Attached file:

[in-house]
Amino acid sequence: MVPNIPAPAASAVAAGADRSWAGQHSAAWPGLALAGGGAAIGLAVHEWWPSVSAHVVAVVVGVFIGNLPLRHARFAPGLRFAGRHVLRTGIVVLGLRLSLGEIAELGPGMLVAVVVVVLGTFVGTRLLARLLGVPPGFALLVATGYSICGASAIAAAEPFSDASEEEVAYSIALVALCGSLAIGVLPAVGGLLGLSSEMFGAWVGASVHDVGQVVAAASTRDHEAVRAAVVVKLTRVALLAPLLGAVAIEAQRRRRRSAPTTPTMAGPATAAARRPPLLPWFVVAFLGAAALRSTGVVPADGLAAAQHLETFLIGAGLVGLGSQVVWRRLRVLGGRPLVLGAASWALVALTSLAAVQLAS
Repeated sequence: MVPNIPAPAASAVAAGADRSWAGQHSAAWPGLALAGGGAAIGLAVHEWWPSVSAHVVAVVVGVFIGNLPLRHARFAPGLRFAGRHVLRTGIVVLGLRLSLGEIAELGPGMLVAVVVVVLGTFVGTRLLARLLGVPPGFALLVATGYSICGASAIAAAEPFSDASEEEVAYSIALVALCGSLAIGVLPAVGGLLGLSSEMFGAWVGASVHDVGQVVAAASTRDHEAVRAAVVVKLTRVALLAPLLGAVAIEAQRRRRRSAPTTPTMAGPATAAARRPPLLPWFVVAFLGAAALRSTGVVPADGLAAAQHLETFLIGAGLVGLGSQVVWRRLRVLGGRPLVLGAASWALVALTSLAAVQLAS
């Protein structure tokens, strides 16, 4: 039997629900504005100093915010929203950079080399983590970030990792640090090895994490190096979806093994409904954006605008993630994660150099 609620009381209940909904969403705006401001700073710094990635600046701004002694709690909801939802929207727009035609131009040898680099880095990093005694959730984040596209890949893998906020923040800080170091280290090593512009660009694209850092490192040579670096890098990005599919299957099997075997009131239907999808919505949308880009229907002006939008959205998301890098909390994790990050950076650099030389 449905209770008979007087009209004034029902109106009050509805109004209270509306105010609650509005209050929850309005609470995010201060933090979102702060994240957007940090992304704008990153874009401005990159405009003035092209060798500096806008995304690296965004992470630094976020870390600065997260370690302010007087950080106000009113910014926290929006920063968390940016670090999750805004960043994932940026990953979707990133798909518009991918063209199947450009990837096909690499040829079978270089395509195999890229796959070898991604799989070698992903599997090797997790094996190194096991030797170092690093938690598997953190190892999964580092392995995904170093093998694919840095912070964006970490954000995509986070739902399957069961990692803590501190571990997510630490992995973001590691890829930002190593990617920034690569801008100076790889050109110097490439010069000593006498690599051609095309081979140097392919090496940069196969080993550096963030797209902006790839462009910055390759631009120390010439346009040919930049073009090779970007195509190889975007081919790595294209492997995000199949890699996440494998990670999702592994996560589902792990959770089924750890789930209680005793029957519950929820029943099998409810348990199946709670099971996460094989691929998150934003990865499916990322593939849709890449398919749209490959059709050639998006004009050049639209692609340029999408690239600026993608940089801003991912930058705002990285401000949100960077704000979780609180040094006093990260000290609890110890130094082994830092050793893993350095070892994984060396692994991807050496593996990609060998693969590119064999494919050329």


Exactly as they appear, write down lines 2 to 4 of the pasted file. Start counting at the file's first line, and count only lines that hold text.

Amino acid sequence: MVPNIPAPAASAVAAGADRSWAGQHSAAWPGLALAGGGAAIGLAVHEWWPSVSAHVVAVVVGVFIGNLPLRHARFAPGLRFAGRHVLRTGIVVLGLRLSLGEIAELGPGMLVAVVVVVLGTFVGTRLLARLLGVPPGFALLVATGYSICGASAIAAAEPFSDASEEEVAYSIALVALCGSLAIGVLPAVGGLLGLSSEMFGAWVGASVHDVGQVVAAASTRDHEAVRAAVVVKLTRVALLAPLLGAVAIEAQRRRRRSAPTTPTMAGPATAAARRPPLLPWFVVAFLGAAALRSTGVVPADGLAAAQHLETFLIGAGLVGLGSQVVWRRLRVLGGRPLVLGAASWALVALTSLAAVQLAS
Repeated sequence: MVPNIPAPAASAVAAGADRSWAGQHSAAWPGLALAGGGAAIGLAVHEWWPSVSAHVVAVVVGVFIGNLPLRHARFAPGLRFAGRHVLRTGIVVLGLRLSLGEIAELGPGMLVAVVVVVLGTFVGTRLLARLLGVPPGFALLVATGYSICGASAIAAAEPFSDASEEEVAYSIALVALCGSLAIGVLPAVGGLLGLSSEMFGAWVGASVHDVGQVVAAASTRDHEAVRAAVVVKLTRVALLAPLLGAVAIEAQRRRRRSAPTTPTMAGPATAAARRPPLLPWFVVAFLGAAALRSTGVVPADGLAAAQHLETFLIGAGLVGLGSQVVWRRLRVLGGRPLVLGAASWALVALTSLAAVQLAS
């Protein structure tokens, strides 16, 4: 039997629900504005100093915010929203950079080399983590970030990792640090090895994490190096979806093994409904954006605008993630994660150099 609620009381209940909904969403705006401001700073710094990635600046701004002694709690909801939802929207727009035609131009040898680099880095990093005694959730984040596209890949893998906020923040800080170091280290090593512009660009694209850092490192040579670096890098990005599919299957099997075997009131239907999808919505949308880009229907002006939008959205998301890098909390994790990050950076650099030389 449905209770008979007087009209004034029902109106009050509805109004209270509306105010609650509005209050929850309005609470995010201060933090979102702060994240957007940090992304704008990153874009401005990159405009003035092209060798500096806008995304690296965004992470630094976020870390600065997260370690302010007087950080106000009113910014926290929006920063968390940016670090999750805004960043994932940026990953979707990133798909518009991918063209199947450009990837096909690499040829079978270089395509195999890229796959070898991604799989070698992903599997090797997790094996190194096991030797170092690093938690598997953190190892999964580092392995995904170093093998694919840095912070964006970490954000995509986070739902399957069961990692803590501190571990997510630490992995973001590691890829930002190593990617920034690569801008100076790889050109110097490439010069000593006498690599051609095309081979140097392919090496940069196969080993550096963030797209902006790839462009910055390759631009120390010439346009040919930049073009090779970007195509190889975007081919790595294209492997995000199949890699996440494998990670999702592994996560589902792990959770089924750890789930209680005793029957519950929820029943099998409810348990199946709670099971996460094989691929998150934003990865499916990322593939849709890449398919749209490959059709050639998006004009050049639209692609340029999408690239600026993608940089801003991912930058705002990285401000949100960077704000979780609180040094006093990260000290609890110890130094082994830092050793893993350095070892994984060396692994991807050496593996990609060998693969590119064999494919050329």